So long as this goes on there will be a frightful incongruence about the Armenians being in the region at all. They need to find a statesman to resolve this one. It does not look likely to be
Water reservoir project for River Arax at hand
According to Armenian experts, approximately one billion cubic metres of water run out of Armenia each year and flow into the border River Arax as there are no facilities to store it in the country.
An Armenian research institute dealing with water problems has designed an ambitious plan to prevent this and has sent it to the government and national security service for approval, Armenpress News Agency has reported.
The institute's chief, Yuri Javadian, says the water reservoir that is supposed to be built near Surmalu village in Armavir province will be able to collect annually about 600 million cubic metres of water. Capacities of another acting water reservoir on the River Arax are about 525 million cubic metres. Engineers also plan to construct a hydro power plant on the reservoir with annual capacity of 8,760 Kwh. The water from the new reservoir would go to revive salt soils in the province.
Investment amendments meet international levels
The Armenian government has approved amendments to the law on foreign investments aimed at bringing the Armenian legislation into compliance with international norms. According to the Trade and Economic Development Ministry, the changes are expected to settle all the disputes between the government and foreign investments in the international arbitrage, Armenpress reported. Formerly such disputes were settled by Armenian courts.
It should be noted that Armenia has signed international agreements on mutual protection and stimulation of foreign investments with 30 countries and is negotiating the issue with 30 more states.
World Bank approves US$40m loan for Armenia
The World Bank's Board of Executive Directors has approved a SAC-5 (Structural Adjustment Credit) for Armenia worth US$40m (SDR 30.2m). The SAC-5 will support the government's policy of eliminating administrative barriers for the development of the private sector and advancing social reforms, Mediamax News Agency reported.
"SAC-5 is a logical extension of SAC-4 and reflects the World Bank's assessment that the current government reform strategy has been broadly successful in increasing growth rates, expanding exports and reducing poverty," Armenia Country Manager, Roger Robinson, said.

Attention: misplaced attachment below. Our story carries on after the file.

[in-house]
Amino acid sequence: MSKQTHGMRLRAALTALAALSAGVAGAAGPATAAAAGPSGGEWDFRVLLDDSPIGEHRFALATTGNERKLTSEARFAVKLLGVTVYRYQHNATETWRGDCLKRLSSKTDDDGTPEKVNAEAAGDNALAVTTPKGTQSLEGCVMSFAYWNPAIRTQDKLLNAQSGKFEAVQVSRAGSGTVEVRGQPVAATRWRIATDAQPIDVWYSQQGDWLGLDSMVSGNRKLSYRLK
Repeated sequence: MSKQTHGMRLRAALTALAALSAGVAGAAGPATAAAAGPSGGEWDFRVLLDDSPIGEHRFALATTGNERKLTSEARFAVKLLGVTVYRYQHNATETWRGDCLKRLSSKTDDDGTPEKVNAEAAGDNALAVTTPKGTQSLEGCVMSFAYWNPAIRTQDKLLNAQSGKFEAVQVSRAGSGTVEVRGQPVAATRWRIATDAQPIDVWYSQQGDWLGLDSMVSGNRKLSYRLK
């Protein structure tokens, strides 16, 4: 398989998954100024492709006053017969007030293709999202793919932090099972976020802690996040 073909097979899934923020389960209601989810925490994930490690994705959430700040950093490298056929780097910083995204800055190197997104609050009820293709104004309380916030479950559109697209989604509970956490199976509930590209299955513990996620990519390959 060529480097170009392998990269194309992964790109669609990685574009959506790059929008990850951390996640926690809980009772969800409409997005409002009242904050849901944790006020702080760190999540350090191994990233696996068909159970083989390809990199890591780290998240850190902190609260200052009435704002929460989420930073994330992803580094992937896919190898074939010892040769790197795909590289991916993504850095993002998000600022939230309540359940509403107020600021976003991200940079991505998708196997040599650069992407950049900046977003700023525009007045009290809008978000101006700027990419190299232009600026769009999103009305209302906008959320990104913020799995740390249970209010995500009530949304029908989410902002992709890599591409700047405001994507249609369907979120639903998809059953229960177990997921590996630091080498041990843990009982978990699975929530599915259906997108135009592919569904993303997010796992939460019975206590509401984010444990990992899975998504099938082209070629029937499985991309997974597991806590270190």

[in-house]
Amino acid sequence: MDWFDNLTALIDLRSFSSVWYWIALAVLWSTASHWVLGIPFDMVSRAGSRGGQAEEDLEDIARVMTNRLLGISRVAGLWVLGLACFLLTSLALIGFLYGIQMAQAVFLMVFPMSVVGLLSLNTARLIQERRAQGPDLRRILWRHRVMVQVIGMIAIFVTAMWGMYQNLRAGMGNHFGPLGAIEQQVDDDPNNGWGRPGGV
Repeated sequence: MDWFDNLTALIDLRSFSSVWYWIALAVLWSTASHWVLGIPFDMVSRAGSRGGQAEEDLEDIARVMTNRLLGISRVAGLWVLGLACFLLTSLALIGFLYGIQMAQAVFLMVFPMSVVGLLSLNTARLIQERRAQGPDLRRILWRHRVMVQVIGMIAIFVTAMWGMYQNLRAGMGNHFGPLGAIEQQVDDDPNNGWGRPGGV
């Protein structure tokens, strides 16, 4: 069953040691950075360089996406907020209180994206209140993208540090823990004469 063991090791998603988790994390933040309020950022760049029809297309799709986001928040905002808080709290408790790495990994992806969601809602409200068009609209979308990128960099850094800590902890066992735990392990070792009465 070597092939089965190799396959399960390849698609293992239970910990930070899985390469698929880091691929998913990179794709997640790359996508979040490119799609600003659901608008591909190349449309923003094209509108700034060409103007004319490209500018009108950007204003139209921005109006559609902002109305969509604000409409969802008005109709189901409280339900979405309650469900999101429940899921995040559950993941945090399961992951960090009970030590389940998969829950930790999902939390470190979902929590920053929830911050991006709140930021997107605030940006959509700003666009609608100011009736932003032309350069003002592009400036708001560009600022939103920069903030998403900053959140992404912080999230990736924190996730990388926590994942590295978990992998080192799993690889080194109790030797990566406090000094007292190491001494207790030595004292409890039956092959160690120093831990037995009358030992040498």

Armenian president says his industrial revival plan already under way
The situation around election time influences the investment environment in the country. It will be possible to estimate the extent of this after 20th March, when the National Statistics Service publishes economic indexes, Robert Kocharyan, said during his working visit to the Yerevan Pure Iron Factory [Makur Erkat], the Public Television service of Armenia has reported.
He added that during the elections the country's enterprises worked normally. Robert Kocharyan said that he had already started implementing his election programme which envisages the rehabilitation of the industry and opportunity for jobs.
The Armenian president started his first working day by visiting the Yerevan Pure Iron Factory. In Soviet times all molybdenum concentrate produced in Armenia was exported. At present the factory, which was privatised in 1996, exports fully-processed molybdenum concentrate, which is in great demand on the world market. The factory sells 95 per cent of its production on the European market, in Italy, Spain and Germany.
Henrik Karapetyan, Director of Pure Iron Factory, said: "We are now producing 3,500 tonnes of molybdenum annually."
A contract was signed with the German company during Robert Kocharyan's official visit to Germany in January this year. The contract envisages the rehabilitation of production and an increase in the factory's volume and investments of US$18-20m over the next several years. The investment programme will enable Armenia to establish new branches of the Armenian industry based on molybdenum concentrate.